The last reminder of hope. Light, scattering in long, thin lines across the black ceramic. For a moment she thought it was a spider web.
So she dropped the mug. It went tumbling from her fingers, and she could see the lines of light dancing across the rim as the mug fell.
“No-!” But it was too late. The ceramic hit the floor and shattered. Chips of black mug went skittering off into the corners. Shards of it, long and thin, like glass, lay in the dim light. Dark against the pale linoleum. Like pieces of shadow that God had dropped when he was rounding up the afternoon.
Suddenly, she’s all alone. The dead, their shadows, the long poisonous claws of the whispering never-weres. Gone. Shocked into silence, and in silence ceasing to exist.
Akachi was still. The air pushed against her empty chest. She focused on that, and then focused on her breath when it forced itself back into her body.
But she noticed the silence anyway, and, like not thinking of an elephant, the noise came back.
-Damn it! How could you drop that!-
-That was the nice one Margaret gave us. She’s going to be so upset.-
-I knew it was going to be a horrible day. Never should have gotten up.-
Akachi ignored them. They cut her anyway. She took more caution with the ceramic shards, placing each step carefully as she walked to the cupboard where the broom was kept. Only six long steps.
-It wasn’t like you even thought there was a spider on it. Like a spider would live in a mug.-
-Oh god, what if there are more in there? What if there’s a black widow living in the tea-pot?-
Akachi picked up the broom. The bright white plastic had faded to grey, like the light, over the last year. She eased into a crouch, using the cupboard and the wall.
The girl in her womb turned over.
Akachi waited, and then, with slow strokes, began to sweep the floor.
She knew she was there because of the gentle song of the wind chimes. Clear, single notes sounded. Slow. There was a breeze, down here in the garden. It wasn’t strong enough to make the hedge shiver. It never was. She could hear wind, and it smelled cold. But here, sheltered by the high green that surrounded the small space, the air was warm.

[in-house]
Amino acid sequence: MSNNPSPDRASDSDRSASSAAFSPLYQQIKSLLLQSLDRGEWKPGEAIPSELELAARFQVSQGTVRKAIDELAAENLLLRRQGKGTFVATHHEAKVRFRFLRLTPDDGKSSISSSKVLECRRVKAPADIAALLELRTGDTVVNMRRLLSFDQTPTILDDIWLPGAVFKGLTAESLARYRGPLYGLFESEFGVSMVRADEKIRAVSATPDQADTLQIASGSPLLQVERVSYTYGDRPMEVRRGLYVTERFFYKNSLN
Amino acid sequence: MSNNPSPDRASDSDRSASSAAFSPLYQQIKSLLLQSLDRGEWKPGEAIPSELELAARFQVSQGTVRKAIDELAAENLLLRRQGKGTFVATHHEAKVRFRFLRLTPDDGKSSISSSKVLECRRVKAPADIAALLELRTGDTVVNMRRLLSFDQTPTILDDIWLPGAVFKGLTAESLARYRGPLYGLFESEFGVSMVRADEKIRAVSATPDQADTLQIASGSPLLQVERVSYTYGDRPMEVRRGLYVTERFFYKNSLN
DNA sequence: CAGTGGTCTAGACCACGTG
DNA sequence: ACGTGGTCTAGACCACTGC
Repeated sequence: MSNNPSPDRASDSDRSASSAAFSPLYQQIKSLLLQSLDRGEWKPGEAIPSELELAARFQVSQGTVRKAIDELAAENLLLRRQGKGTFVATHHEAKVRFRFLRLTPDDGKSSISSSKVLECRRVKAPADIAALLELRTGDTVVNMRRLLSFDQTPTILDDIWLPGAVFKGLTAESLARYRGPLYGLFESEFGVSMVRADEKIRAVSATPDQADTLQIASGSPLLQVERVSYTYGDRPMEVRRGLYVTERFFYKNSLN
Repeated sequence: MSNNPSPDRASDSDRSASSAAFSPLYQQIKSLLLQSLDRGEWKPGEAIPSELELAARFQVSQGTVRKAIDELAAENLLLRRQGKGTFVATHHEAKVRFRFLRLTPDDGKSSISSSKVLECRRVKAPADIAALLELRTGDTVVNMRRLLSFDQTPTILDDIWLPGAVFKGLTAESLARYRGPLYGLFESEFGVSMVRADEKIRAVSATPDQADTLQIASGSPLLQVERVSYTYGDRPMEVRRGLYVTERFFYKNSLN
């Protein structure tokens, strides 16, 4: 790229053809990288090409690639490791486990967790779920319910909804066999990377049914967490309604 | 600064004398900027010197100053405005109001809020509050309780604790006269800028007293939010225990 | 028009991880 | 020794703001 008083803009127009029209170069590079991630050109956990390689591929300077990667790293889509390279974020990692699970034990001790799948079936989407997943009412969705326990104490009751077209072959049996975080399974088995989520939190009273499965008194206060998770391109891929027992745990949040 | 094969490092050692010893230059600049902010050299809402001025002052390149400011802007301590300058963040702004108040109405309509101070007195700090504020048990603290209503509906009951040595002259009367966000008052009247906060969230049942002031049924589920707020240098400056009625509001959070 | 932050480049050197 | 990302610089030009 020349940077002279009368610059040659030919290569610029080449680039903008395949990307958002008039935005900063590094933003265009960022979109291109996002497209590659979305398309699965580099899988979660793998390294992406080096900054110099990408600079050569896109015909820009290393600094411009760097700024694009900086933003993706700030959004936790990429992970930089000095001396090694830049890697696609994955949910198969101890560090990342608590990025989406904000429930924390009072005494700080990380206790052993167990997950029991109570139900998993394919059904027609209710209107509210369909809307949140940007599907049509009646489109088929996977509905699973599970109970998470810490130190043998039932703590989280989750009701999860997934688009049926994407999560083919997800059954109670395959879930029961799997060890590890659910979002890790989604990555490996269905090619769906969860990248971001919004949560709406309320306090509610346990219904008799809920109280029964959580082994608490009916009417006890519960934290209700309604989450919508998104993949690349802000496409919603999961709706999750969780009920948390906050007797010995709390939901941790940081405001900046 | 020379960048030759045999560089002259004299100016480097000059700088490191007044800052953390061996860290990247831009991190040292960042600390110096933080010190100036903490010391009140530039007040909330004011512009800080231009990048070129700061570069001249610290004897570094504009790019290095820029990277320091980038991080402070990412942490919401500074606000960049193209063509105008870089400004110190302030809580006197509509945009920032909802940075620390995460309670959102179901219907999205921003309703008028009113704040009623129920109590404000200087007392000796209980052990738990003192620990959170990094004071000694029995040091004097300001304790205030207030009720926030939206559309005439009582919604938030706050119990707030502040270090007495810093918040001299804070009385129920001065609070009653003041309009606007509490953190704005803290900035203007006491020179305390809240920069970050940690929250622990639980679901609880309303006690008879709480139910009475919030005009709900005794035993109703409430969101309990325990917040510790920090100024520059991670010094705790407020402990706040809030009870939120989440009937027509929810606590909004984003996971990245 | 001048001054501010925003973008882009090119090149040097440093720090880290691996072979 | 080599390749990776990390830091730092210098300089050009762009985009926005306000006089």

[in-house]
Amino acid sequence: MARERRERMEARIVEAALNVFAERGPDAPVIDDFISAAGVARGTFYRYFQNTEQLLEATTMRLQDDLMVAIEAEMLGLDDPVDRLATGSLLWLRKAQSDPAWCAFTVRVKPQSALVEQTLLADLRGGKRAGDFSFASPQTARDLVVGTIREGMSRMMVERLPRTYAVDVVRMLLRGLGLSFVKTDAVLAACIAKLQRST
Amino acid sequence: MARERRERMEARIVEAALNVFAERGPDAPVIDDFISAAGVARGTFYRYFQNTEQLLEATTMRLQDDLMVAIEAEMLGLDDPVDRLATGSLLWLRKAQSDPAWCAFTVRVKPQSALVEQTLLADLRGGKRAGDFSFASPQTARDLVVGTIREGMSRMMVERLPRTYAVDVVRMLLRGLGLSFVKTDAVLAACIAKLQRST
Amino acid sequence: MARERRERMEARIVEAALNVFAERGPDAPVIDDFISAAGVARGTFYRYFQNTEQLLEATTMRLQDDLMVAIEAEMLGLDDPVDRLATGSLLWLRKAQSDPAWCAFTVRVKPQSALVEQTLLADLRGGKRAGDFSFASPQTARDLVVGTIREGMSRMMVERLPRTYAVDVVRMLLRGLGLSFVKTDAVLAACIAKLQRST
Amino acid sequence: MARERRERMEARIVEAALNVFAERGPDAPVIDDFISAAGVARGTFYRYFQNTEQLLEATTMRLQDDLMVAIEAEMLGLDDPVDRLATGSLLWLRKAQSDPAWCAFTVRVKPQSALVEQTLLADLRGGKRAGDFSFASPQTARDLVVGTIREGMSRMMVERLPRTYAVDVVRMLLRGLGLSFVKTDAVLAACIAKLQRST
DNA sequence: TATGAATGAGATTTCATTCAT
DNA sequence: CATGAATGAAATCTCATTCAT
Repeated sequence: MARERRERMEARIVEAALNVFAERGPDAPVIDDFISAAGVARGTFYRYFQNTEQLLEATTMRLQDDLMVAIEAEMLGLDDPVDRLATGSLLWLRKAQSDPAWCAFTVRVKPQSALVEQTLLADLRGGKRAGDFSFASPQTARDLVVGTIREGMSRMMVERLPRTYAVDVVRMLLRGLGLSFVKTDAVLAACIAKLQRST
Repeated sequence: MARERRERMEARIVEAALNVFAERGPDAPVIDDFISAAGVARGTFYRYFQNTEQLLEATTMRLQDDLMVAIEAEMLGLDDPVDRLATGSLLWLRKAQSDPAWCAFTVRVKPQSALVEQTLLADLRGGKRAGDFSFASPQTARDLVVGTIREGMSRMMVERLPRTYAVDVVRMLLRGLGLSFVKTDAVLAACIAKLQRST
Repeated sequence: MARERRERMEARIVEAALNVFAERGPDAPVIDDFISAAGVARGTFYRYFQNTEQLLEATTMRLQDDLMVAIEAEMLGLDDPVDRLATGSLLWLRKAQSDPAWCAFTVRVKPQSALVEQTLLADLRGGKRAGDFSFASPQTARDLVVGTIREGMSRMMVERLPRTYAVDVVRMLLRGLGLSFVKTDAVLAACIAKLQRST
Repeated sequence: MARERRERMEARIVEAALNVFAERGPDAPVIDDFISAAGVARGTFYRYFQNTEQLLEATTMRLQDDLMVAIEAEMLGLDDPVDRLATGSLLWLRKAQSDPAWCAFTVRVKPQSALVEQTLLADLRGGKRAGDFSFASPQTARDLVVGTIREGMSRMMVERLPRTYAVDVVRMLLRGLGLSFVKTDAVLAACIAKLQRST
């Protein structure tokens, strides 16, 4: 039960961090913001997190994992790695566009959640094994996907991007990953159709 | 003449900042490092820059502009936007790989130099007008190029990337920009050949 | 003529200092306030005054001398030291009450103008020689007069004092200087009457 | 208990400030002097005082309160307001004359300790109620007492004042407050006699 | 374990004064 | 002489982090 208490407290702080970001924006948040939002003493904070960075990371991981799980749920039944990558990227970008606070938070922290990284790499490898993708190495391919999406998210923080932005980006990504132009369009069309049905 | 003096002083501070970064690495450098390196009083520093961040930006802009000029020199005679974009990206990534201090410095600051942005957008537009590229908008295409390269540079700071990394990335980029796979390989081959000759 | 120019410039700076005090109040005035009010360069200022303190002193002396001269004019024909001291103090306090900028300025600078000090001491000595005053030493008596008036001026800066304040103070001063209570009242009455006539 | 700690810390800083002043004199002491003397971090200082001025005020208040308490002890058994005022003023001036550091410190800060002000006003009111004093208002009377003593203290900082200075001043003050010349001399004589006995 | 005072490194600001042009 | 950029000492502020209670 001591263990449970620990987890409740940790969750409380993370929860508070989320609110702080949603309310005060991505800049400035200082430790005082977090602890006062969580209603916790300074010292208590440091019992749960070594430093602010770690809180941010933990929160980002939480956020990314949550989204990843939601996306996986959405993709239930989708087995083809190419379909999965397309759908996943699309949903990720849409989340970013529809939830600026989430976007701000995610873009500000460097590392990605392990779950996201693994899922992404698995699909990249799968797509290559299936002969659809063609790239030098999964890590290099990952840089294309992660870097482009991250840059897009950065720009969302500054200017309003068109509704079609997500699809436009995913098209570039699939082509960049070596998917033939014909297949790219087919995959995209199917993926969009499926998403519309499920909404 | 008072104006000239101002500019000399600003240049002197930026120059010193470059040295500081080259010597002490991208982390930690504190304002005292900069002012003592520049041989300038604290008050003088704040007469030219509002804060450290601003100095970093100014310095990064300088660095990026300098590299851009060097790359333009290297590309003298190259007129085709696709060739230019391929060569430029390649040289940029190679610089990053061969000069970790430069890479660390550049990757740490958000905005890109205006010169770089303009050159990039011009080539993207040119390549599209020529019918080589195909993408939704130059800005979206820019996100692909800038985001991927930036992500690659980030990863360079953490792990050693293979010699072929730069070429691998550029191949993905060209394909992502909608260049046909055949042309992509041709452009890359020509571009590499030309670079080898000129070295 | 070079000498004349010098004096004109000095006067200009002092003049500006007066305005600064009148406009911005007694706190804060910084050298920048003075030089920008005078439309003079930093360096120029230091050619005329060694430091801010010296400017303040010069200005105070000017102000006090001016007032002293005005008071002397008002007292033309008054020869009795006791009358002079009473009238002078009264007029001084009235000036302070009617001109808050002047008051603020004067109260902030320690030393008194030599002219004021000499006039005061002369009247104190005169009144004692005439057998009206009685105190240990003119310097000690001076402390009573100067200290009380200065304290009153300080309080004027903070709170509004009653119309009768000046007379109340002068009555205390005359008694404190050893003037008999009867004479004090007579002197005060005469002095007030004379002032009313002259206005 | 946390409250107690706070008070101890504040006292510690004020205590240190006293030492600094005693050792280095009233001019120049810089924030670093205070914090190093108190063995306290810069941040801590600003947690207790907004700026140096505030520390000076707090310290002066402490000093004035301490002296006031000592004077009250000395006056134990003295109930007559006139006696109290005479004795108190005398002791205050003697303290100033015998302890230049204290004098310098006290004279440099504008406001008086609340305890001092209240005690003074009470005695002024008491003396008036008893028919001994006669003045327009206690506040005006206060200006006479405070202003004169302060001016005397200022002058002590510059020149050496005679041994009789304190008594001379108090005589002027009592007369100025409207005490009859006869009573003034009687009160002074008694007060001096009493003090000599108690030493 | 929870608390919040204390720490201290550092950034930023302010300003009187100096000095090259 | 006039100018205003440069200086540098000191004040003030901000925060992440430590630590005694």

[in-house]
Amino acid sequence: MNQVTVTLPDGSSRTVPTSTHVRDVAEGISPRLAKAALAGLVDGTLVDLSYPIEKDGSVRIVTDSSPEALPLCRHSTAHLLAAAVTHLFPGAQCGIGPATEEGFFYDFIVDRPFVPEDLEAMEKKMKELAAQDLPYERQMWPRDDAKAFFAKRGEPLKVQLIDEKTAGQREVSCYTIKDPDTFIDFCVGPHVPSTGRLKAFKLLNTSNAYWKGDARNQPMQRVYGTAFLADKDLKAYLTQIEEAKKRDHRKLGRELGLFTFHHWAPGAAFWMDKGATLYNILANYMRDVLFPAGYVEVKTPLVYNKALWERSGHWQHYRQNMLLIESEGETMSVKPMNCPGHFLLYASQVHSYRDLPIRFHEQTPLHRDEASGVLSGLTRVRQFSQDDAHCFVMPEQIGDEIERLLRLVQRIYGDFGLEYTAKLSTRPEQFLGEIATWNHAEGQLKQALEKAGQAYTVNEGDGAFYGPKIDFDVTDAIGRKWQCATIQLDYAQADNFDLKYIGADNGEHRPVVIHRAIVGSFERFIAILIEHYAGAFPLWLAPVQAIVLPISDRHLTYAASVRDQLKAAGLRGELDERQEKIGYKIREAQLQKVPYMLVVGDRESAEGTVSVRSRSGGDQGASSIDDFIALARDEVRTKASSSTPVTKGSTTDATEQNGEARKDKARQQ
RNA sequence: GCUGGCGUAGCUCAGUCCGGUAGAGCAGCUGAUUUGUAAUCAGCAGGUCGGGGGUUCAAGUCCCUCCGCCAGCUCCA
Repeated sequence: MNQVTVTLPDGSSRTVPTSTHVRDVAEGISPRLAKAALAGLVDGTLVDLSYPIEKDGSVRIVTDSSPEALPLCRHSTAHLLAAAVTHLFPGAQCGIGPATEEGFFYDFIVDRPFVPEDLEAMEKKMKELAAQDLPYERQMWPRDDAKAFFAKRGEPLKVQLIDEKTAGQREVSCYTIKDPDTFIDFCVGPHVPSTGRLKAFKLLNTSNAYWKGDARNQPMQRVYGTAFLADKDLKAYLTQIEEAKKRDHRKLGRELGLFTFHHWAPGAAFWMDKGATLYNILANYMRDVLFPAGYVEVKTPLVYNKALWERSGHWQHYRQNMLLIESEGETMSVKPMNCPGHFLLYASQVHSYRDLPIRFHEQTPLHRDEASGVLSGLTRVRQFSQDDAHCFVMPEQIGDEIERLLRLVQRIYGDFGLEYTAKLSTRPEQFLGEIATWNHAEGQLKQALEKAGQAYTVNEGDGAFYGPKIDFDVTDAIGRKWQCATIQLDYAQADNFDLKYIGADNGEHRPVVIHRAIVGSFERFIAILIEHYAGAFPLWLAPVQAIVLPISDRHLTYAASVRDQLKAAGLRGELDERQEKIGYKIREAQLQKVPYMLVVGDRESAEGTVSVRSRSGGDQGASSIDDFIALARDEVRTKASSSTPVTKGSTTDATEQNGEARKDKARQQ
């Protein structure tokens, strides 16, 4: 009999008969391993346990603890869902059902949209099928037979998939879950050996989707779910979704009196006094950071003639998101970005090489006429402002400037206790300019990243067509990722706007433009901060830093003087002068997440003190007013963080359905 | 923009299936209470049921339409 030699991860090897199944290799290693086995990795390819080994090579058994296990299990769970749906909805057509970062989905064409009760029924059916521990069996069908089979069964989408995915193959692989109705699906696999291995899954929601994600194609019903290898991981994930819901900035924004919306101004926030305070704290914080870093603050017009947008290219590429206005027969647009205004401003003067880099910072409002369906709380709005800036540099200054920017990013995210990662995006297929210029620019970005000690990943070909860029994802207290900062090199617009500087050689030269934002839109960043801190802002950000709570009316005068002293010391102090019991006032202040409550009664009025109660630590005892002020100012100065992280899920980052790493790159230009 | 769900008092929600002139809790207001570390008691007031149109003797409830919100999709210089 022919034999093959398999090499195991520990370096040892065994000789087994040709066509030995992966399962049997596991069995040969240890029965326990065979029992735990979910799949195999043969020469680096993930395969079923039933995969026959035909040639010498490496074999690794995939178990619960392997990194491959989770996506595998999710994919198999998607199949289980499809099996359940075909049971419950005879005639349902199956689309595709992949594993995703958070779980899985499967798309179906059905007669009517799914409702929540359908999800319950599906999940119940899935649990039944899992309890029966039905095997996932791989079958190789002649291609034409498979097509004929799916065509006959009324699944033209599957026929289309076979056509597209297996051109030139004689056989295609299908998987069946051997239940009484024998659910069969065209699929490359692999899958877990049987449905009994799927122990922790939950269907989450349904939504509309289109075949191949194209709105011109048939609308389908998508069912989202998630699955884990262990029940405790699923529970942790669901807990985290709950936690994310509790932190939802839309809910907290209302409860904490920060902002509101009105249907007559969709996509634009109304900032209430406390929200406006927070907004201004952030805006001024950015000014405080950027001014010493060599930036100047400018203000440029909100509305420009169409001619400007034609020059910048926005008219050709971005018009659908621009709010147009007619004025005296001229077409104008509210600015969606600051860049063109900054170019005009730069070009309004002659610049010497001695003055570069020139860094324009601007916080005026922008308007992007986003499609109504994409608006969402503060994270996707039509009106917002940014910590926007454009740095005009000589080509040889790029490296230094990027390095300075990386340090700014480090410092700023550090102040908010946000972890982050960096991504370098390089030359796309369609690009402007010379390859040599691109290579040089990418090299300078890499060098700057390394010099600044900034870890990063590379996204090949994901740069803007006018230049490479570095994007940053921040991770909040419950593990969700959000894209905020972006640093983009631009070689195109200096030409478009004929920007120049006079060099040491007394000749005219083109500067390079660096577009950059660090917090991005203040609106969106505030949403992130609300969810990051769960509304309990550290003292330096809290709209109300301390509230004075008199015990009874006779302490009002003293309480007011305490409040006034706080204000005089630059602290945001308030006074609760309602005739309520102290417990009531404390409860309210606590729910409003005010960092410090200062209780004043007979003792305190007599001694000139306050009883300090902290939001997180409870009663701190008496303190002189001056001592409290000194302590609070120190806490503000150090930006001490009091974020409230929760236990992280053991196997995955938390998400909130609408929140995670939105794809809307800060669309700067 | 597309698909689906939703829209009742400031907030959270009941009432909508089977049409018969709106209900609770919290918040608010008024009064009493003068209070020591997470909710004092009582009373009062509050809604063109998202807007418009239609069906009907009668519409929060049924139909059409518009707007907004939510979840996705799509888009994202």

The sky overhead was storm grey, and the clouds rippled and ran in the wind.
Akachi was sitting at the glass table. The table was wet, and a puddle had formed below the rip in the tan umbrella. But the chair, white wire with thick brown cushions, was dry.
It smelled of rosemary and rain.
Someone was holding her hand. Someone with larger hands then her, and rough and weathered palms.
Akachi didn’t look. She never looked.
The wind chimes clanked again as the breeze brushed them.
“I hate this.” Akachi said. There was no venom in her voice. “Everyday I wake up, and I know I can’t make it. And then the whole day passes, and I have to do it again. Can I just be done? Will you please just let me die?”
The hand squeezed hers, gently. Reassurance, or empathy.
“Was it like this for you?”
The shards rang together as she brushed them into the pan. She shifted the pan, and they the clicked and slithered. Like glass, only a deeper, rougher sound.
“I don’t know how we’re going to make it baby-girl.” Akachi said. But the sound of her voice broke the lonely silence in the kitchen. She should turn the light on. It was so gloomy, with just the dim rain light coming through the windows. “I guess we’ll find out together.” It was only a whisper.